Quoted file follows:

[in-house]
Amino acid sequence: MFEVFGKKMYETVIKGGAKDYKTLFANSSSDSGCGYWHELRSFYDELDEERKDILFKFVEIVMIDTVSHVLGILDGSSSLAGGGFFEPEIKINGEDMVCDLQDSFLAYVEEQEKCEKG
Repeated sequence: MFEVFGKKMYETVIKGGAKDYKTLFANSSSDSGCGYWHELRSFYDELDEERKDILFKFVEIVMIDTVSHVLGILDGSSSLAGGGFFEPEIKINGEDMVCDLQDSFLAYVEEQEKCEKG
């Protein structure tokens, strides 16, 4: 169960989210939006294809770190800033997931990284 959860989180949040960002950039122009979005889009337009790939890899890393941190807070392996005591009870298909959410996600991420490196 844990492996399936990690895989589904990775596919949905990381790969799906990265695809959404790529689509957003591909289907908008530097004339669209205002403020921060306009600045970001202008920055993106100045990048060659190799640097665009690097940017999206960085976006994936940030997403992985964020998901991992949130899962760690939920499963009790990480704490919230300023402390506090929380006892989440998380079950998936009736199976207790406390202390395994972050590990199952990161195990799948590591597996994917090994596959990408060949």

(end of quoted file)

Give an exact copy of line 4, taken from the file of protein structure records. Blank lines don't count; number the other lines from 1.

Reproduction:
């Protein structure tokens, strides 16, 4: 169960989210939006294809770190800033997931990284 959860989180949040960002950039122009979005889009337009790939890899890393941190807070392996005591009870298909959410996600991420490196 844990492996399936990690895989589904990775596919949905990381790969799906990265695809959404790529689509957003591909289907908008530097004339669209205002403020921060306009600045970001202008920055993106100045990048060659190799640097665009690097940017999206960085976006994936940030997403992985964020998901991992949130899962760690939920499963009790990480704490919230300023402390506090929380006892989440998380079950998936009736199976207790406390202390395994972050590990199952990161195990799948590591597996994917090994596959990408060949």